Nicole Hayes is a graduate of Naugatuck Valley Community College, Class of 2017.  After graduating with an associate degree on May 25, she will attend Wesleyan University in Middletown, CT. At NVCC, Nicole was a General Studies/Pre-Allied Health & Nursing major. With the help of faculty, and the supportive culture at NVCC, Nicole has blossomed as a student and will graduate with a 3.85 GPA. This past semester she completed one of the highest level English courses offered at NVCC, and she is a prolific writer for the College newspaper, The Tamarack.  Over the past two years she has written many articles about social justice issues. Tamarack faculty advisor, Associate Professor Steve Parlato, stated, “I couldn’t be more proud of Nicole. Along with academic excellence, she’s poured heart and soul into her role as Senior Staff Writer. Her meticulously researched articles, on issues of racial and gender-based inequality, make her a powerful voice. I’m thrilled her exceptional work has led to Wesleyan; I know she’ll do great things there.”

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Naugatuck Valley Community College Commencement Features National Teacher of the Year

Naugatuck Valley Community College Commencement Features National Teacher of the Year

Commencement Speaker is another example of the difference community college makes.

Jahana Hayes, 2016 National Teacher of the Year and NVCC Alumna was the keynote speaker at the College’s fifty-second commencement ceremony. The event was held on the afternoon of Thursday, May 25, at 2 p.m. at the Waterbury Palace Theater.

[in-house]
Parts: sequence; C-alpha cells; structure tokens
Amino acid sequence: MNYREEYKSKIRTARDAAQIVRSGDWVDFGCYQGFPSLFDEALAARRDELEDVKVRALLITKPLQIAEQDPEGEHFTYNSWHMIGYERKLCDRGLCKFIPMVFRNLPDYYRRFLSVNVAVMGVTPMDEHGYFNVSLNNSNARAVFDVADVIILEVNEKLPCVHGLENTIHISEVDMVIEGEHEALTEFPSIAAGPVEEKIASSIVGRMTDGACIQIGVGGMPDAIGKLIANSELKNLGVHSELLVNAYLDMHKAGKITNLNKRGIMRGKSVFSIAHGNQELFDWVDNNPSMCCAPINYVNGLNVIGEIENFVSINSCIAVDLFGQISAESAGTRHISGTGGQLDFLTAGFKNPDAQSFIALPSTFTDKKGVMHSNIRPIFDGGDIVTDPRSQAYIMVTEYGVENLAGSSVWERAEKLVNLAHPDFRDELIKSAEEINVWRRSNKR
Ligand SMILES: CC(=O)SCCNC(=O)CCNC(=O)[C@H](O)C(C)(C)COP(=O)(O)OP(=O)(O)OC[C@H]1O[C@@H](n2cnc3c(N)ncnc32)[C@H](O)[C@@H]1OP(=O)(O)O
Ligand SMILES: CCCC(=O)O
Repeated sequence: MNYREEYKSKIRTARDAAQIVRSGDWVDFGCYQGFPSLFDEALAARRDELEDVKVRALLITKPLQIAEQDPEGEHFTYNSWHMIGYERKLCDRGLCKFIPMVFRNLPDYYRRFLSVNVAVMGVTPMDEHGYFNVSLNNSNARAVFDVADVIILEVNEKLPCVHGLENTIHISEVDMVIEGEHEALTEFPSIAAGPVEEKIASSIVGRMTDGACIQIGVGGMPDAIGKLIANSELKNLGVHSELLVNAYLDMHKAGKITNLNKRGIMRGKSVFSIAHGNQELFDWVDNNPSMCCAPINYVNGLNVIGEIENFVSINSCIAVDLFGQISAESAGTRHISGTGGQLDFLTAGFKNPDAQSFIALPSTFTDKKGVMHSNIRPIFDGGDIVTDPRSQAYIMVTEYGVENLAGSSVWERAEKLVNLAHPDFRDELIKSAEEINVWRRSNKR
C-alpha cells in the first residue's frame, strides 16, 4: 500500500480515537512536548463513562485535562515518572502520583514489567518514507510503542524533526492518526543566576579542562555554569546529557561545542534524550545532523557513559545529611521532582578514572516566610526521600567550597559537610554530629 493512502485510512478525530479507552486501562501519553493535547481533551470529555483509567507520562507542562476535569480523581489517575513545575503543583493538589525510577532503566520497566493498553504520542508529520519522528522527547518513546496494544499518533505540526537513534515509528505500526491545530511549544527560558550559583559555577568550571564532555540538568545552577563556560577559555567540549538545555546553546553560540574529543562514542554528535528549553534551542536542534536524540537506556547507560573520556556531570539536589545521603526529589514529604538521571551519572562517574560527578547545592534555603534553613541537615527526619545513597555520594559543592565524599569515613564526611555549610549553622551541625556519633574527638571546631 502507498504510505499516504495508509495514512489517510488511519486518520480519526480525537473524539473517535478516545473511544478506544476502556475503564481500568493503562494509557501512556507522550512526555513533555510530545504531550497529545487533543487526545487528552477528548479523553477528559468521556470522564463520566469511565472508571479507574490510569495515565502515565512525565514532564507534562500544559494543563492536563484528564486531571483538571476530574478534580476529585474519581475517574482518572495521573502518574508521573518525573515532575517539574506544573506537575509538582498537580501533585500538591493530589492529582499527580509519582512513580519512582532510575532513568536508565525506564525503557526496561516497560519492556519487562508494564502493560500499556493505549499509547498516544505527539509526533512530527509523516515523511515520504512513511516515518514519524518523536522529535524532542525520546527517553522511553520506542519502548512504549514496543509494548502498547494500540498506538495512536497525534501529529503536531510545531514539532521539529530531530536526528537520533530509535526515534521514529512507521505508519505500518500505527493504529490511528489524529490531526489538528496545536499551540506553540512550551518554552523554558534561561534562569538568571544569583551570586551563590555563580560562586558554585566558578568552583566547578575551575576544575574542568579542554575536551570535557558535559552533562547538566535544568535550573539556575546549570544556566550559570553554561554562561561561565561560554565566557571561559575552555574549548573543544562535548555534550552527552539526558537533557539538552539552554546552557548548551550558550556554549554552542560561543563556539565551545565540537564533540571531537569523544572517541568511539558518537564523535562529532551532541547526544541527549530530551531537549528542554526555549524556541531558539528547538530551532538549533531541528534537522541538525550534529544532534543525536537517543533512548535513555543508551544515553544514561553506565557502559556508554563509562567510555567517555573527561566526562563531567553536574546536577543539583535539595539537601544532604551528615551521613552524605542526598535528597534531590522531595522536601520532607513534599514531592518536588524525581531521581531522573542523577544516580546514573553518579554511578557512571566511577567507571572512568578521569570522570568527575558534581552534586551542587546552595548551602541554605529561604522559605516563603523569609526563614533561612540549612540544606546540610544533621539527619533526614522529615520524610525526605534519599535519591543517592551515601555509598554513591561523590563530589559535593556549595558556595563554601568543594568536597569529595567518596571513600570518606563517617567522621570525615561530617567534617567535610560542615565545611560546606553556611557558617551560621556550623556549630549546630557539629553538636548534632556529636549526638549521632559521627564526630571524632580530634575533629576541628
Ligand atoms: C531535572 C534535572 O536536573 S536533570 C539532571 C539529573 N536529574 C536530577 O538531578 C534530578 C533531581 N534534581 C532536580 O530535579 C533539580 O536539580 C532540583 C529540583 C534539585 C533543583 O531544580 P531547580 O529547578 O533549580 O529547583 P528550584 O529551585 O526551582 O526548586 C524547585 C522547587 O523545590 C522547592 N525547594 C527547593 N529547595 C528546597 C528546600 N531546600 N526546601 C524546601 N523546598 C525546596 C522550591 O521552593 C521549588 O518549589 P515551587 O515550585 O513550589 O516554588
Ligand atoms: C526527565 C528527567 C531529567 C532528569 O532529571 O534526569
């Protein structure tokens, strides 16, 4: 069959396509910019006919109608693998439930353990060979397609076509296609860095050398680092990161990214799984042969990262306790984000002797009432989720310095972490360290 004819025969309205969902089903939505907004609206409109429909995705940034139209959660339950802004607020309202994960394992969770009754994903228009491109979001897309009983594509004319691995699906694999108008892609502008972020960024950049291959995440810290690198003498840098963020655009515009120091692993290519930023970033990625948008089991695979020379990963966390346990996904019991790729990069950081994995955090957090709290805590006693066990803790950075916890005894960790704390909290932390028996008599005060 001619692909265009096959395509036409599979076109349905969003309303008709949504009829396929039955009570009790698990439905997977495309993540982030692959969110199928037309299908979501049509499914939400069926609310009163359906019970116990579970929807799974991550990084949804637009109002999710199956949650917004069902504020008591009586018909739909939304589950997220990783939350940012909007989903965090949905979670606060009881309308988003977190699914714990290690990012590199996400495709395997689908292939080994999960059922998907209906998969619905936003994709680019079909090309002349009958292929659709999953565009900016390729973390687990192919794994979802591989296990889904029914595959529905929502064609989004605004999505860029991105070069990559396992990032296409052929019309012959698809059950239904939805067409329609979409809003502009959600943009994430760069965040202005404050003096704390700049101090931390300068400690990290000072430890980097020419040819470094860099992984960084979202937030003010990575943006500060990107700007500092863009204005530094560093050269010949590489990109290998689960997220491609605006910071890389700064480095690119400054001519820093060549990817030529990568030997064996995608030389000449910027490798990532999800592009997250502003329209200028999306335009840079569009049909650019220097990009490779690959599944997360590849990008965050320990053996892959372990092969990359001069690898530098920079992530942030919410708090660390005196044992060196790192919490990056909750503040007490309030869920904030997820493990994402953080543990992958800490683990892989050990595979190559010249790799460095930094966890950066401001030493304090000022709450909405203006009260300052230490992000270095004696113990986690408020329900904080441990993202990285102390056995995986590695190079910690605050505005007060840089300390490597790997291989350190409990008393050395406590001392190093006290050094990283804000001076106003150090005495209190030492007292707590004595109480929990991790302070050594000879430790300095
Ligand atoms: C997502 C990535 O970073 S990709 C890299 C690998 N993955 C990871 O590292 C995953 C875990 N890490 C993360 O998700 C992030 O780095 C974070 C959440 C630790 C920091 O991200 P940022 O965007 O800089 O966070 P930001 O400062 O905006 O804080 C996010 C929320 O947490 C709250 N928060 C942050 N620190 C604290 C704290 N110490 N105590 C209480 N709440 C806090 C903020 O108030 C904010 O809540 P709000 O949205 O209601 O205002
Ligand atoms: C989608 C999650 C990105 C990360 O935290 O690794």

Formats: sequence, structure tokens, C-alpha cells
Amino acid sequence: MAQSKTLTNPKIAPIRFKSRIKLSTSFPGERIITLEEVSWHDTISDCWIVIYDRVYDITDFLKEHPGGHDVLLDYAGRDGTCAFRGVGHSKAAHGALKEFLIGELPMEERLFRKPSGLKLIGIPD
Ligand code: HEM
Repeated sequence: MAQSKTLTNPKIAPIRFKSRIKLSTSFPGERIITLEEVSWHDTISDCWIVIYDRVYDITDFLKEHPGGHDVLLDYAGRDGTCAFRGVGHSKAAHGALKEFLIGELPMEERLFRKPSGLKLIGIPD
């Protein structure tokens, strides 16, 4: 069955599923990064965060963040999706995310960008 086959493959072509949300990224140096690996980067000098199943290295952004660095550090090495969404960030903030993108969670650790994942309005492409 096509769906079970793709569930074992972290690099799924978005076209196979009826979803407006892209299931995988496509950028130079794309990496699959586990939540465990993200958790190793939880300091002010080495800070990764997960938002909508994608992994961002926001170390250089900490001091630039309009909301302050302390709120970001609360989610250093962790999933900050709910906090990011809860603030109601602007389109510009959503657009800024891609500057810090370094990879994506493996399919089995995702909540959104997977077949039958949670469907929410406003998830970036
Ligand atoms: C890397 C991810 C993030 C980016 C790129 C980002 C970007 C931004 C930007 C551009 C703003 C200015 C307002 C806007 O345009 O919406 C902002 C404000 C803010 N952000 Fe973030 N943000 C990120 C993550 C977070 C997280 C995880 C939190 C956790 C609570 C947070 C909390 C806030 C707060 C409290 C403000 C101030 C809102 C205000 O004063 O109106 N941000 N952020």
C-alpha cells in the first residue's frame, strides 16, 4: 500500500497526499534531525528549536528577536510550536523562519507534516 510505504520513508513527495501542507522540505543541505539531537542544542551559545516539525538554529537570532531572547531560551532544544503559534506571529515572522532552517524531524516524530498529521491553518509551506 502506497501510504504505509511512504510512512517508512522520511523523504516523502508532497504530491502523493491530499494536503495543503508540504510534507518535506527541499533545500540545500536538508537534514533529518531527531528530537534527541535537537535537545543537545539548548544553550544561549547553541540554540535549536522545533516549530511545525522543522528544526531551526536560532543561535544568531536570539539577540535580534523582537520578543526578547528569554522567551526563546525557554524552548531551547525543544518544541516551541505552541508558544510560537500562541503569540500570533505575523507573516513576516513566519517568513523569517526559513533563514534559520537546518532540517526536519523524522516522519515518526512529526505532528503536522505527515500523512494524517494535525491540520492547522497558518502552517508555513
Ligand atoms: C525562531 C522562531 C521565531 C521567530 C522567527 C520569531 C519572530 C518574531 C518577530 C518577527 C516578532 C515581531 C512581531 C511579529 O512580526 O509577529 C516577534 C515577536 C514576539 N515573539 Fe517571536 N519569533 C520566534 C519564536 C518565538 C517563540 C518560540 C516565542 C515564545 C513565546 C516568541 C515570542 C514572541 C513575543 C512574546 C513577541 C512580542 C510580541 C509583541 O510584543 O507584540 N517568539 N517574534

NVCC proudly conferred over one thousand degrees or certificates for the sixth consecutive year. 

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Indicators of Success

Advising

  • Students connect to advisors sooner and declare majors faster
  • Fewer students on probation

Learning Communities

  • Increased student success (beyond national averages) among students enrolled in Learning Communities

Remedial/Developmental Education

  • Faster exit from remedial/developmental course sequences
  • Higher rates of completion among these students
Supported By

Institutional Planning Committees on:

Student Success

Environmental Scanning

References

4 Ensign, R. “Fast Gainers: 4 Ways That Colleges Have Raised Graduation Rates.” Chronicle of Higher Ed, 2010; What Works in Retention? Community Colleges Report, 4th Nat’l ACT Survey, 2010; Bahr, P., “Cooling Out in the Community College: What is the Effect of Academic Advising on Students’ Chances of Success?” Research in Higher Ed, 2008. 5 Tinto, V. Learning Better Together: The Impact of Learning Communities on Student Success. In Promoting Student Success in College, Higher Education Monograph Series (pp. 1-8). Syracuse, NY: Syracuse University, 2003 6 Lardner, Emily, and Gillies Malnarich. New Era in Learning-Community Work: Why The Pedagogy of Intentional Integration Matters. Change Magazine, July- August 2008 7 Beyond the Rhetoric: Improving College Readiness Through Coherent State Policy, A Special Report by The National Center for Public Policy and Higher Education and The Southern Regional Education Board, June 2010.